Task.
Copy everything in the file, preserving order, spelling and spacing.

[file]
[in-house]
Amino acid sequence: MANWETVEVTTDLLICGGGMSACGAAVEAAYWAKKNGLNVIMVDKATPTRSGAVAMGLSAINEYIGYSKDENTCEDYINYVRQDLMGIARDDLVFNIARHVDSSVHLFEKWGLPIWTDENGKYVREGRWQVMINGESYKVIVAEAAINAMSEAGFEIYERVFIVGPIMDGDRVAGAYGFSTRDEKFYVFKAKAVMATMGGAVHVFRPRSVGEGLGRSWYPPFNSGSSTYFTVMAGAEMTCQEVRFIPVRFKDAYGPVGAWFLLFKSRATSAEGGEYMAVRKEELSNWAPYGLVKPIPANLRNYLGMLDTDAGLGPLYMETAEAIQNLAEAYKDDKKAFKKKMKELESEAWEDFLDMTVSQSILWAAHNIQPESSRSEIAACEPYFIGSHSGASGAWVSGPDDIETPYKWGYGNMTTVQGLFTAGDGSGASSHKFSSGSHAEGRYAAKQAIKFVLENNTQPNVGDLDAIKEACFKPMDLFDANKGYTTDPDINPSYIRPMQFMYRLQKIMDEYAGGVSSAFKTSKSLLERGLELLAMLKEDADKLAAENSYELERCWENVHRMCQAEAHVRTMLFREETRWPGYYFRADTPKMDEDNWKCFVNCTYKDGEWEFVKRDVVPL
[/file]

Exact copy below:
[in-house]
Amino acid sequence: MANWETVEVTTDLLICGGGMSACGAAVEAAYWAKKNGLNVIMVDKATPTRSGAVAMGLSAINEYIGYSKDENTCEDYINYVRQDLMGIARDDLVFNIARHVDSSVHLFEKWGLPIWTDENGKYVREGRWQVMINGESYKVIVAEAAINAMSEAGFEIYERVFIVGPIMDGDRVAGAYGFSTRDEKFYVFKAKAVMATMGGAVHVFRPRSVGEGLGRSWYPPFNSGSSTYFTVMAGAEMTCQEVRFIPVRFKDAYGPVGAWFLLFKSRATSAEGGEYMAVRKEELSNWAPYGLVKPIPANLRNYLGMLDTDAGLGPLYMETAEAIQNLAEAYKDDKKAFKKKMKELESEAWEDFLDMTVSQSILWAAHNIQPESSRSEIAACEPYFIGSHSGASGAWVSGPDDIETPYKWGYGNMTTVQGLFTAGDGSGASSHKFSSGSHAEGRYAAKQAIKFVLENNTQPNVGDLDAIKEACFKPMDLFDANKGYTTDPDINPSYIRPMQFMYRLQKIMDEYAGGVSSAFKTSKSLLERGLELLAMLKEDADKLAAENSYELERCWENVHRMCQAEAHVRTMLFREETRWPGYYFRADTPKMDEDNWKCFVNCTYKDGEWEFVKRDVVPL